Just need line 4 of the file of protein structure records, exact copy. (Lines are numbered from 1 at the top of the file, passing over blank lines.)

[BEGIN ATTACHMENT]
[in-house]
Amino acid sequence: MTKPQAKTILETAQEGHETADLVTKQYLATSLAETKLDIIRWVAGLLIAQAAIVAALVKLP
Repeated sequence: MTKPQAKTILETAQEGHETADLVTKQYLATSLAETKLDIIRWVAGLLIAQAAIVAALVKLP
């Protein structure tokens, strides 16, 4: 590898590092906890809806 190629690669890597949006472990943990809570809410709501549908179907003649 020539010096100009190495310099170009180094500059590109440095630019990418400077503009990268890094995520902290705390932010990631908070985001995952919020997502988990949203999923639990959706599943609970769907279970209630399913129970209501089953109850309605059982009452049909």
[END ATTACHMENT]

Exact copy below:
């Protein structure tokens, strides 16, 4: 590898590092906890809806 190629690669890597949006472990943990809570809410709501549908179907003649 020539010096100009190495310099170009180094500059590109440095630019990418400077503009990268890094995520902290705390932010990631908070985001995952919020997502988990949203999923639990959706599943609970769907279970209630399913129970209501089953109850309605059982009452049909």